Reflection practice is an approach that allows practitioners to understand how they use their knowledge in realistic situations and how they mix action and learning in a more successful manner (Henderson, 2002). Kondrat (2004) claims that the aim of critical reflection is to be conscious of the influence of the subject self in relations to prejudices so that such prejudices may be reduced or removed. However, Smith (2002: 138) argues that “for reflection to be critical it need to also embrace the capacity to consider social structures and power relationships analytically and apply this analysis in practice”. This assignment aim at researching the benefits and challenges of reflection in work practice by reflecting on an incident at work and examine what went wrong and what went well (see appendix 1). It will evaluate my progress about how I used reflection to develop professional practice after an incident. It will also assess how feedback from manager and colleagues may help me to maintain my continuing professional development.
According to Taylor and Beverly (2000) reflection is a significant human activity in which people recall their experiences, think about it, ponder over, evaluate it; and it is this working with experience that is important in learning. Du Gay (2005) claims that we learn through critical reflection by putting ourselves into the experiences and exploring personal and theoretical knowledge to understand it and view it in different ways. However, Swan (2008) argues that it may be hard to reflect in work practice due to time constraint and lack of understanding about how to reflect. Swan (2008) further argues that others practitioners may not be motivated enough in finding time to reflect. However, Taylor (2000) proposes that improved self-awareness, though not the principle reason for reflection, may create important changes in normal reactions to challenging clinical circumstances that may affect a beneficial change in the outcome observed.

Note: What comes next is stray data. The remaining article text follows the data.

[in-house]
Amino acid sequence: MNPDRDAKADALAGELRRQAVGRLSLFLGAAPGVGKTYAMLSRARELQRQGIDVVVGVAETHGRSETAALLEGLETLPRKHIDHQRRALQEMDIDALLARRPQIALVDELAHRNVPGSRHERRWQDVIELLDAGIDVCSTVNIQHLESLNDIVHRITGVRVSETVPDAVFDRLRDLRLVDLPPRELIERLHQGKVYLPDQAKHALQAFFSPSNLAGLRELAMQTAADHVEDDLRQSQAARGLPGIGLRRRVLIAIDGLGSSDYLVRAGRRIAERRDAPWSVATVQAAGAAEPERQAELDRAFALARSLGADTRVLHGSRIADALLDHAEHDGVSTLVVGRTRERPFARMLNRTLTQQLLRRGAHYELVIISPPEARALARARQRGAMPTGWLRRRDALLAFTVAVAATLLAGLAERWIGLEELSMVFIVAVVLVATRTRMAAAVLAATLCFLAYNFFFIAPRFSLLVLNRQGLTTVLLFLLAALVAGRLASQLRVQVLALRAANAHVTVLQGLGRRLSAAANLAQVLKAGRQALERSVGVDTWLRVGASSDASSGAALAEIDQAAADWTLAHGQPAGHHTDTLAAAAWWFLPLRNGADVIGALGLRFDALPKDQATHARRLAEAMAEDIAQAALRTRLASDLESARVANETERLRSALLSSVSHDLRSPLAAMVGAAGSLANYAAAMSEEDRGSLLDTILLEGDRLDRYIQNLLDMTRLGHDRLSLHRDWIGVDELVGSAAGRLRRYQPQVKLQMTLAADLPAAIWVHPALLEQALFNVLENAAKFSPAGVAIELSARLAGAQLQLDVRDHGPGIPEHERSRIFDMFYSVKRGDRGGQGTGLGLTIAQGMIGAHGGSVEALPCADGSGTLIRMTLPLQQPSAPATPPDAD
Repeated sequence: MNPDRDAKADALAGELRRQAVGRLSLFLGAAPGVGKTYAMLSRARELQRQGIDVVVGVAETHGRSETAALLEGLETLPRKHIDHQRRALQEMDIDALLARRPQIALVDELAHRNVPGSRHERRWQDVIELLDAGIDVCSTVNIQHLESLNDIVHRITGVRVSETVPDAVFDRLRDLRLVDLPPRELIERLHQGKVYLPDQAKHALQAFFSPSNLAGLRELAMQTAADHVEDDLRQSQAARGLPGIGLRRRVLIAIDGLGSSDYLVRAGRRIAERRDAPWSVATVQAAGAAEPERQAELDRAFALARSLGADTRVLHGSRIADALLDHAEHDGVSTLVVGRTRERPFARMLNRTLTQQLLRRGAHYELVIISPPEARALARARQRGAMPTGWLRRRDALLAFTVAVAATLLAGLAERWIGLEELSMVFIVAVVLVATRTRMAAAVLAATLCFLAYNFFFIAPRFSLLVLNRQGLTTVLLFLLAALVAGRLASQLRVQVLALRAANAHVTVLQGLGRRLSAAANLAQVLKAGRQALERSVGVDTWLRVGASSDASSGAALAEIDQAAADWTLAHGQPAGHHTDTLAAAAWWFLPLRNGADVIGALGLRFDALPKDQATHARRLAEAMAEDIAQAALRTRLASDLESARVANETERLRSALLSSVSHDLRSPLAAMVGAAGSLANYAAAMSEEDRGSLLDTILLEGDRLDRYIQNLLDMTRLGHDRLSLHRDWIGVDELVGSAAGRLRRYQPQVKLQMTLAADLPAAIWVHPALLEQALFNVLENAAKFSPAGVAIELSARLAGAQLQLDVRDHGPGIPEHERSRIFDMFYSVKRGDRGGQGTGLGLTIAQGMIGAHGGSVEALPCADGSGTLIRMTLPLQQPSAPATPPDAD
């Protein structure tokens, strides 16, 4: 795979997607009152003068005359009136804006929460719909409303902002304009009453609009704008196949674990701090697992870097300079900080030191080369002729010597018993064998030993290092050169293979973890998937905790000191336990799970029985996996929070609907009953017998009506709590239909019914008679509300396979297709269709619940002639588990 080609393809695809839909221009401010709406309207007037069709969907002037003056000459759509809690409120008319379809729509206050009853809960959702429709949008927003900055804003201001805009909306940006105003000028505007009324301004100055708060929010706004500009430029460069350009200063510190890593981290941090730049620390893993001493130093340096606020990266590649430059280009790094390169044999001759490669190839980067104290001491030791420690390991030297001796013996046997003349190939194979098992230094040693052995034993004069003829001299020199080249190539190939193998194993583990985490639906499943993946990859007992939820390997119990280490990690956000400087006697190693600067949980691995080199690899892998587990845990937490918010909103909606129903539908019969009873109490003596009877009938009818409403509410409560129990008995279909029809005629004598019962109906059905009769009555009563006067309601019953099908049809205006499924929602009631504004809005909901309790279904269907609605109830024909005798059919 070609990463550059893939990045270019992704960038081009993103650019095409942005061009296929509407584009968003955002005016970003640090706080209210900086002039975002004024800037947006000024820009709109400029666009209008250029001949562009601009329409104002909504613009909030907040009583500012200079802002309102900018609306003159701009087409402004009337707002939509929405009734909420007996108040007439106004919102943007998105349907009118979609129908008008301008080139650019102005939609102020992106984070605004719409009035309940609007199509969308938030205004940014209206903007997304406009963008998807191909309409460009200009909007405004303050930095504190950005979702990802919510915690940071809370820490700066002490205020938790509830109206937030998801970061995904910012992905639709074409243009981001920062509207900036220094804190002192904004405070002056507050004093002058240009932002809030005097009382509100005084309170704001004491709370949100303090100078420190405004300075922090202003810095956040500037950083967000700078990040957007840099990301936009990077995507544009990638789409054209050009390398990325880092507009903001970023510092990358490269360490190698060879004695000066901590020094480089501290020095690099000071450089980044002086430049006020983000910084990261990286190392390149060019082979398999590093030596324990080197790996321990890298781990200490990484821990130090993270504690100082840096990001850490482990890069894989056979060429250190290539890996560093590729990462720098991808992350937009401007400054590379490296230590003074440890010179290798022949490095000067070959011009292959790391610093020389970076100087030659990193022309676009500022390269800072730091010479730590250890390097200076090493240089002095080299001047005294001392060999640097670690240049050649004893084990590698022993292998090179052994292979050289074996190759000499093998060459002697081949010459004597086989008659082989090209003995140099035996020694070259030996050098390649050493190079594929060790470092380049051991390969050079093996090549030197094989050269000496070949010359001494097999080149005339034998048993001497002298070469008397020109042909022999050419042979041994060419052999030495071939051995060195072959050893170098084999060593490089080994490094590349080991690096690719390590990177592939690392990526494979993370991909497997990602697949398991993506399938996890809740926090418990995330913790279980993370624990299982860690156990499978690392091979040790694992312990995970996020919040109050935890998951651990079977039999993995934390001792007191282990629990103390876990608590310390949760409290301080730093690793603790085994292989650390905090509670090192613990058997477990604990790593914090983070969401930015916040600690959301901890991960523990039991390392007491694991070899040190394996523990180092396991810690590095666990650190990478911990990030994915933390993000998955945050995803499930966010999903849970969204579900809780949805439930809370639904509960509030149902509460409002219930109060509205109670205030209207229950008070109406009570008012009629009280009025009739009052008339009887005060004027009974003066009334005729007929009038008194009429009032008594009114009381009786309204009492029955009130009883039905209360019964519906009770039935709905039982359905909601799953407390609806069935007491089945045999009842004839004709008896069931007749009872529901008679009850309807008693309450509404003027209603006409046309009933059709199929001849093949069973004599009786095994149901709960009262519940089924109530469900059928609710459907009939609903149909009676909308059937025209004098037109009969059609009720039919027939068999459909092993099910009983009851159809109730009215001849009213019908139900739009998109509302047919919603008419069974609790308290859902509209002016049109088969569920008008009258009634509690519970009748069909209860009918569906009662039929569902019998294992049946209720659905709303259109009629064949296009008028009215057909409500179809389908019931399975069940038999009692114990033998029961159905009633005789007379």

As a health and social care practitioner I appreciate that reflection offers a number of benefits such as improvement in practice and in patient service. Improved self-knowledge may offer this additional benefit, as contending with the behaviour of persons in strange circumstances outlines an important part of health care practitioners Taylor (2000). Wilkin (2002), Paget (2001) and Taylor (2000) cited in Hayden, (2005) agree with the notion that reflection allows practitioners to broaden themselves intellectually and improves their professional role especially when pressure is wielded to behave more technically. However, Smith and Jack (2005) argue that practitioners need to be aware of personal advantages, improved self-awareness and improved confidence in progressing professional development as it may affect how they relate with patient.